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Following energy issues in the state of Connecticut and beyond.

Wednesday, November 24, 2010

Environmental Group Calls for More Fuel Efficient Cars


A report released by a state environmental group this week contends that Connecticut drivers would save $2.4 million filling up their gas tanks over the long Thanksgiving holiday if all those driving had more fuel efficient cars.



The findings in the new Environment Connecticut study are based on estimates that roughly 195,000 families will be on the road this Thanksgiving, said Joe Blass, a spokesman for the West Hartford-based environmental group. Using that number, Blass said Wednesday that the study found that motorists could save $2.4 million in fuel costs if the average car on the road got 60 miles per gallon.

As it is, with the average American car getting 26.4 miler per gallon, those same Connecticut motorists will spend $4.34 million for gas over the long holiday weekend. And 803,000 fewer gallons of gas would be used by those drivers.

"This Thanksgiving, Connecticut families should be focused on clearing their plates, not clearing out their wallets at the gas pump," said Blass. "Cleaner cars would keep roughly $12 in each Connecticut family’s wallet this Thanksgiving—enough to bring a few extra pumpkin pies to dinner."

The release of the study comes as the Obama administration is developing new fuel efficiency and global warming pollution standards for cars and light trucks for model years 2017 through 2025.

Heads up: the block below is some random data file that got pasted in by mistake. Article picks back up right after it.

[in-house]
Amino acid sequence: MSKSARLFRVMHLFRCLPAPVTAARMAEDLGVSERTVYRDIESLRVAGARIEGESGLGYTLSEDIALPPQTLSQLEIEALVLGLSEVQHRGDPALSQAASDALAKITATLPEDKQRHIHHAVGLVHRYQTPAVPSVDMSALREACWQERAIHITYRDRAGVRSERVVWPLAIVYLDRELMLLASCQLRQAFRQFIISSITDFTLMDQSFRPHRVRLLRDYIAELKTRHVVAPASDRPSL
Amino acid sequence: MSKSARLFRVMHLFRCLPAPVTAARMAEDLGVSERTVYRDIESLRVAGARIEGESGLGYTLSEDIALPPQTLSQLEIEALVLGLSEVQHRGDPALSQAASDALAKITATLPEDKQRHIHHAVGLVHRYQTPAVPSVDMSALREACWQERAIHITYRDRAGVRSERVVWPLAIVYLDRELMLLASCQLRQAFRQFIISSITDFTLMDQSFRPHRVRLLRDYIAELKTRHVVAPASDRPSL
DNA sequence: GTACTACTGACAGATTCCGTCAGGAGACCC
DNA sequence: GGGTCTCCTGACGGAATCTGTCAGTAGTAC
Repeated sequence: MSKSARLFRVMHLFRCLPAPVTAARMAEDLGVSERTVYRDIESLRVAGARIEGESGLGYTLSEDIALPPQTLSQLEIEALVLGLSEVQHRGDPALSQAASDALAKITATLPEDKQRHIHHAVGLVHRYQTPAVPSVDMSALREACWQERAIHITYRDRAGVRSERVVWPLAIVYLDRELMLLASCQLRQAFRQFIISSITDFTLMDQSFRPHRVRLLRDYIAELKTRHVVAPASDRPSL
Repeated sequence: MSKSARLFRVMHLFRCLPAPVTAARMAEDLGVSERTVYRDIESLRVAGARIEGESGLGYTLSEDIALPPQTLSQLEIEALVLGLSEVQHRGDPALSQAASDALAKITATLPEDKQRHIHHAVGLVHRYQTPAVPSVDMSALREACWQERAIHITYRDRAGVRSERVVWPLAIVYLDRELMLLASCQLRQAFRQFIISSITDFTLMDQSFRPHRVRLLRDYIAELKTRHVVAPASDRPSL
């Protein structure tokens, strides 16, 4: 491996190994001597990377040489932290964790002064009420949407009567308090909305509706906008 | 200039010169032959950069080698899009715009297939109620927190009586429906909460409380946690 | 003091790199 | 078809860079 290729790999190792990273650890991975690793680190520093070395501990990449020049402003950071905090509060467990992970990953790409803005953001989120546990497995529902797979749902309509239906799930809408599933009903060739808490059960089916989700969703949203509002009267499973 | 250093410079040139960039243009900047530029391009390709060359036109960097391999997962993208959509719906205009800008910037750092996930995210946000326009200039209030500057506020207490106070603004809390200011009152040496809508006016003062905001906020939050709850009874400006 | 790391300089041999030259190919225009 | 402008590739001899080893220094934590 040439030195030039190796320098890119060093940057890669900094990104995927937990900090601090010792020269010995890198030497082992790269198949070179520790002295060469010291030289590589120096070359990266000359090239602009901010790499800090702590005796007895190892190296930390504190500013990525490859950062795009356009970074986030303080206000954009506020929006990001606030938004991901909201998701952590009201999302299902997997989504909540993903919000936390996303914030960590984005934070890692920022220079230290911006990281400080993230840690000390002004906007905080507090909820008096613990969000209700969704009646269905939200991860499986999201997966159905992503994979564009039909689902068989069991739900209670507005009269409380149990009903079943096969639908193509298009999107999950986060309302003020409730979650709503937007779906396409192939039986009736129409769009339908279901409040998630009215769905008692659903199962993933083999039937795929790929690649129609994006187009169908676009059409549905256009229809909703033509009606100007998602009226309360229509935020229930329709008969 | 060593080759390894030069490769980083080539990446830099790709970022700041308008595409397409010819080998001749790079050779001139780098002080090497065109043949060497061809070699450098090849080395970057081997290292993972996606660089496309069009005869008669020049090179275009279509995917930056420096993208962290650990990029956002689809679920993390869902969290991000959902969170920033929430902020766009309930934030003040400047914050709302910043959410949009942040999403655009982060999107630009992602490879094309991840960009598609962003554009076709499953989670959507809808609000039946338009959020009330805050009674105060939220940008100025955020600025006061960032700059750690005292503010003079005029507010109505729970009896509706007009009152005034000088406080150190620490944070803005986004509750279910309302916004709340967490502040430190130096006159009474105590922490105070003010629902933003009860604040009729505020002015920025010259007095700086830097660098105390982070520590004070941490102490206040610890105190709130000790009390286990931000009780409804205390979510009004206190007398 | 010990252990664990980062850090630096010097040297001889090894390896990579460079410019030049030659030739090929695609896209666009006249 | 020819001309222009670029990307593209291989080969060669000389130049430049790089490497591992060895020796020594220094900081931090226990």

Environment Connecticut is part of a large coalition of groups urging the administration to make 60 mile per gallon cars the norm instead of the exception to the rule.
But Blass acknowledged that even with the support of Obama and other political leaders, American automakers over the last generation have been slow to growing sentiment for vehicles with higher fuel mileage.

"We think the 60 gallon per mile average by 2025 is something Americans would enthusiastically support," Blass said, citing a recent national survey in which roughly three-quarters of the people survey would support such a measure. "We will have more electric cars on the road by then, which will help increase the miles per gallon average."

The Nissan Leaf, which is expected to begin arriving at Connecticut dealerships sometime early next year, has received a federal Environmental Protection Agency rating that is the equivalent of 99 miles per gallon, it was announced Wednesday.

The Connecticut Fund for the Environment has joined Environment Connecticut in supporting the 60 mile per gallon average by 2025.

"Not only are the vehicles on our roads the largest single source of global warming pollution in the state, but emissions from passenger vehicles are a significant contributor to these increased health risks facing Connecticut residents," said Charles Rothenberger, a staff attorney with the New Haven-based environmental group. "Because so much of our State’s hazardous air pollution comes from mobile sources, CFE strongly supports increased efficiency standards. Reducing vehicle emissions with cleaner, more fuel-efficient cars is an essential strategy to reducing health threatening toxics and other pollutants in the air and placing us on a path to a sustainable future."

You can read the full report by clicking here.

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